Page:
FB: facebook.com/JoeMcCormackEducationalExpert/

 

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Joe’s Jotter: Exam Time is Feeding Time

Food provides all the essential nutrients that we require for healthy living and to fuel our daily activity. A car can work well, but if it doesn’t have any fuel it can’t go anywhere. Unfortunately for us, no single food provides all the nutrients required, so a mixture and range of different foods must be consumed in our diet. Research has shown that the healthier we eat, the better we feel and the more we can focus on tasks at hand.

When studying for exams, some students tend to stay up late and forget to eat and drink properly or maybe worse, they eat too much of the bad stuff. The following are five short exam nutrition recommendations (in depth discussions about added sugar have been omitted here, with it being the obvious heralded evil):

  1. Eat a breakfast

Parents: if your child skips breakfast before school, they are more likely to be tired throughout the day and will have reduced concentration levels. If breakfast is a busy time of day in your house, then feeding your children what they need quickly might be a daunting experience, but it doesn’t have to be. By stocking up on all the ingredients you need beforehand, you can deliver quick healthy breakfasts that they will enjoy.

Alternatively, if your kids aren’t hungry or everyone is in a rush out the door, make sure there are plenty of easy-to-grab pieces of fruit, yoghurt, smoothies, and muesli bars (sugar free) that can be eaten quickly on the go. In an ideal world, everyone should sit down at the same time and share food together, although I do realise that this isn’t always possible. I feel strongly that sugary cereals are a ‘no no’. Some of these cereals can contain up to one-third added sugar. I would advise all parents to check the ingredients on cereal boxes before bringing them to the checkout and ultimately the breakfast table.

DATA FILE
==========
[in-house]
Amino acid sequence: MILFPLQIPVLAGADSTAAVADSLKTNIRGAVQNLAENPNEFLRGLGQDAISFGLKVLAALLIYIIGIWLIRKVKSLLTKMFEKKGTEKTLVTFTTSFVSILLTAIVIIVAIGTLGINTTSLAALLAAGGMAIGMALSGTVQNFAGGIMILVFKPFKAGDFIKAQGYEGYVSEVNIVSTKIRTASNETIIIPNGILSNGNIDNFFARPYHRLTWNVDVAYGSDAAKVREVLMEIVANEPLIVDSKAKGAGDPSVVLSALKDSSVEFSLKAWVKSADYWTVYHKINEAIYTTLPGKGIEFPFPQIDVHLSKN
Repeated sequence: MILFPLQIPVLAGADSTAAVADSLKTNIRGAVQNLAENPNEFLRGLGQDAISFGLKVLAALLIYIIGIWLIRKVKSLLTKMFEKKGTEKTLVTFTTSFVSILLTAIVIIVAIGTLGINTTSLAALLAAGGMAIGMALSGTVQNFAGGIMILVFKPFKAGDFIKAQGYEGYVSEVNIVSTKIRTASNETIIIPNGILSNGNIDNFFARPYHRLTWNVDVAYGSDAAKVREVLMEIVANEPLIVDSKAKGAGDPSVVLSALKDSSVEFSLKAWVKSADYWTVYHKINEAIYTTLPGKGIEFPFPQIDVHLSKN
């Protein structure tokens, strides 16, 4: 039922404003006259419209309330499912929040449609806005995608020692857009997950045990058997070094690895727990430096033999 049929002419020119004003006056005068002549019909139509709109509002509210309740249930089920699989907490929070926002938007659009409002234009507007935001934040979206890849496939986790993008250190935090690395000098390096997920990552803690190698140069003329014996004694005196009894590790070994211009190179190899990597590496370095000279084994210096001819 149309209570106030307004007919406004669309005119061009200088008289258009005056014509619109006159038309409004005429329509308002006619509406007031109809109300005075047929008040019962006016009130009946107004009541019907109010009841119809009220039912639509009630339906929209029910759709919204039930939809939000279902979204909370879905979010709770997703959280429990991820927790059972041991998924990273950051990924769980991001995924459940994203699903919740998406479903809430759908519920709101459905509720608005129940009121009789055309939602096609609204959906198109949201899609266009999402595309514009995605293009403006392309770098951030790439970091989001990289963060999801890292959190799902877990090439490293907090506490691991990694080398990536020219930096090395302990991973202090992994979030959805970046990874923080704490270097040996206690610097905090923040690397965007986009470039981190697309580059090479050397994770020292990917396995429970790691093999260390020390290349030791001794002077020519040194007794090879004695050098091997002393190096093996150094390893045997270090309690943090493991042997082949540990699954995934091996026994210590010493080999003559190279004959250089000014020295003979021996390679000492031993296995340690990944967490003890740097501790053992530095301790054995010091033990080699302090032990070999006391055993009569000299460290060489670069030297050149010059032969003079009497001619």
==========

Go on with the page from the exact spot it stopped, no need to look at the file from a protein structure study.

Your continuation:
1. Increase ‘brain food’ intake

Proteins from lean meat, fish, eggs, fruit, nuts, and whole grains are foods that help keep the brain mentally alert. Snacking on nuts and dried fruit will help prevent concentration levels dipping. Keep in mind that fruit like bananas, blueberries, and oranges all have natural sugars that will give a lift when feeling tired. Brain food is the fuel that helps us think clearly, make good decisions, and maintain concentration when fatigue develops during critical periods, for example, during the last half an hour of an exam.

  1. Snack healthy

When your head is in the books and time is ticking by, you might be tempted to skip a meal to keep up momentum. Your brain needs food and water to keep working and mental fatigue can cloud your brain, especially if an exam is close by. I would recommend the following healthy snacks to get you through study bumps: Whole wheat toast with peanut butter, fruit smoothies, berries, honey, dried fruit and nuts, hard boiled eggs, low fat chocolate milk, vegetables with dip or a low sugar granola bar. Graze away on the Guilt Free Good Stuff (GFGS) as you revise and move towards exam time.

  1. Minimise caffeine

Caffeine is a stimulant that is present in coffee and many energy drinks. Energy drinks are a total disaster in my opinion, as they provide a false high followed by a sugar crash. Sleep can also be affected by caffeine and I know a good few adults who abstain from caffeine after four p.m. as it disturbs their sleep. I would recommend water, peppermint tea or even a small glass of milk to aid sleep and as a healthy replacement for caffeine.

  1. Consume good fats

Fats are an important component of the diet and have received an enormous amount of bad publicity over the last twenty-five years. As a rough guide, saturated (bad) fats are generally solid at room temperature and tend to be animal fats (such as the fats found in butter or margarine). Unsaturated (good) fats are liquid at room temperature and are usually vegetable fats (such as olive oil, rapeseed oil, oily fish (sardines, tuna, mackerel, or salmon)). Unsaturated fats or good fats are an important nutrient for you to intake as a student. The following are other sources of Unsaturated fats: cheese, dark chocolate, eggs, nuts, coconut and coconut oil, peanut butter, pistachios, and walnuts.